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Fact Squad | Trump gets a lot wrong in Twitter beef with Michigan Gov. Whitmer

President Donald Trump took to Twitter Wednesday to celebrate a recent court ruling invalidating Gov. Gretchen Whitmer's emergency powers, calling it a "BIG win" for the people of Michigan. 

But in the process, Trump made false claims about Whitmer’s emergency orders, calling on her to open schools and churches (they are open) and claiming auto companies are “pouring in and expanding” in Michigan (more true than untrue).

Whitmer, a Democrat, responded by urging Trump to "get to work,” suggesting "millions of hard working Americans are relying on” him for another COVID-19 relief package.

The Claim

The Facts
 

Whether Friday's state Supreme Court ruling is a "win" for the people of Michigan is in the eye of the beholder, but it was certainly a legal loss for Whitmer, who is a national co-chair of Democratic presidential nominee Joe Biden.

Trump made two false claims about COVID-19 restrictions in Michigan when he implied churches and schools are closed. 

Churches were never forced to close in Michigan. Even early in the pandemic, when Whitmer locked down most of the state economy and limited crowd sizes, she exempted religious institutions from penalties, effectively allowing them to hold in-person services.

Likewise, Michigan schools are not closed under order from Whitmer. 

The governor closed schools in the spring by prohibiting in-person instruction, but she and the Republican-led Legislature negotiated a restart plan that now allows local school districts the choice of whether to offer in-person instruction. 

As of August, roughly 86 percent of Michigan districts were allowing students to learn in school buildings at least part of the week, a figure that has likely fluctuated some because of outbreak-prompted closures.

As for the claim about auto investments, Trump is mostly correct but also exaggerating. 

Michigan has had two major announcements during his administration: Fiat Chrysler is building its first new plant in Detroit in almost three decades and expanding other facilities, a $4.5 billion investment to create nearly 6,500 jobs. In 2018, Ford Motor Co. announced plans to renovate Michigan Central Depot in Detroit by 2022 and bring 5,000 employees to the city.

As for auto companies pouring in? 

Waymo, the electric car company linked to Google, is building a factory in the Detroit area. And Navya, a French company that builds driverless shuttles, reportedly plans to build a small facility in Saline.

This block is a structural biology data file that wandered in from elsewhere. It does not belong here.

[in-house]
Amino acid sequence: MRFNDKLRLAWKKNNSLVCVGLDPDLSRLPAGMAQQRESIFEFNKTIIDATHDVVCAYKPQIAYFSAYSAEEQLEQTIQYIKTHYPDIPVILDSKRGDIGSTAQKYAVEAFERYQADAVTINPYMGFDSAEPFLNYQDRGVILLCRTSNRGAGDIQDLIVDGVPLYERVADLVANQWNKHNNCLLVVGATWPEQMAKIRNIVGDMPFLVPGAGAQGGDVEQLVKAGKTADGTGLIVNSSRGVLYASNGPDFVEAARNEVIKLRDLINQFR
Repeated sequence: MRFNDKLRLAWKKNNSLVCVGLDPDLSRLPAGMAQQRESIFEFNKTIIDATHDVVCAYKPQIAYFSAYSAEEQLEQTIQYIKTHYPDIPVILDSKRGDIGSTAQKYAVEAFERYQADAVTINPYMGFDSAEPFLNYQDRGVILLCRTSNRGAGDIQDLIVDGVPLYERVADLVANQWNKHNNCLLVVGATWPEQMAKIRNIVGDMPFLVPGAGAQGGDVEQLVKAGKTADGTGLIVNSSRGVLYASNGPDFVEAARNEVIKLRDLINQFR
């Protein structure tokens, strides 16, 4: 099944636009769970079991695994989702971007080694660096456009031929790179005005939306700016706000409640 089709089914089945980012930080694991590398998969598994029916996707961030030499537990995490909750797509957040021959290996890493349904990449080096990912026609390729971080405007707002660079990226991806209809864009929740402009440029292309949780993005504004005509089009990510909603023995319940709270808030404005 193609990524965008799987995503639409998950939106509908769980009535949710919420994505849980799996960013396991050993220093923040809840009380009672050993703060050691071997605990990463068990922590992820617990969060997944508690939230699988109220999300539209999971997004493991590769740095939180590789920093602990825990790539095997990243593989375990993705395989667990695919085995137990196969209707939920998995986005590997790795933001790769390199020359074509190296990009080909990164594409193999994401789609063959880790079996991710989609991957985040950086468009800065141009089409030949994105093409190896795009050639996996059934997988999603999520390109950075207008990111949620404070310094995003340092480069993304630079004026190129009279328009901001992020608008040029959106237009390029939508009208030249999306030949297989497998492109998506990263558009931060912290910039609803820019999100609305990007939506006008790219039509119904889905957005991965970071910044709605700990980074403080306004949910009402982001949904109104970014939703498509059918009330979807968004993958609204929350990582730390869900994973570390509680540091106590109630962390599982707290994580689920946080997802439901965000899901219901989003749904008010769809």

Still, through February, Michigan had lost 2,000 auto manufacturing jobs since Trump took office in 2017, according to federal data. 

Whitmer’s call to action, meanwhile, seems to suggest that Trump is to blame for stalled negotiations with congressional leadership about a second federal stimulus. 

That is debatable.

The president on Tuesday tweeted that he was suspending stimulus talks until after the election because of disputes with House Speaker Nancy Pelosi. The California Democrat, he claimed, wants $2.4 trillion in federal spending but the White House would only go to $1.6 trillion. 

Despite walking away from the table, Trump continued to call for congressional action later Tuesday, urging the House and Senate to "IMMEDIATELY APPROVE" a small business loan program extension and funding for struggling airlines.

"If I am sent a Stand Alone Bill for Stimulus Checks ($1,200), they will go out to our great people IMMEDIATELY," Trump tweeted. "I am ready to sign right now."

House Democrats in May approved a $3 trillion coronavirus spending package despite clear indications the GOP-led Senate would not take it up and instead pursue something smaller. 

Pelosi on Tuesday called Trump's decision to suspend negotiations an "act of desperation" that put “himself first at the expense of the country."

The Conclusion

Don't get your news from Twitter. 

The president, in particular, is quick to fire off tweets without checking facts. His Wednesday tweets blended one fact with a few fictions to exaggerate ongoing COVID-19 restrictions under Whitmer.

Facts matter. Trust matters. Journalism matters.

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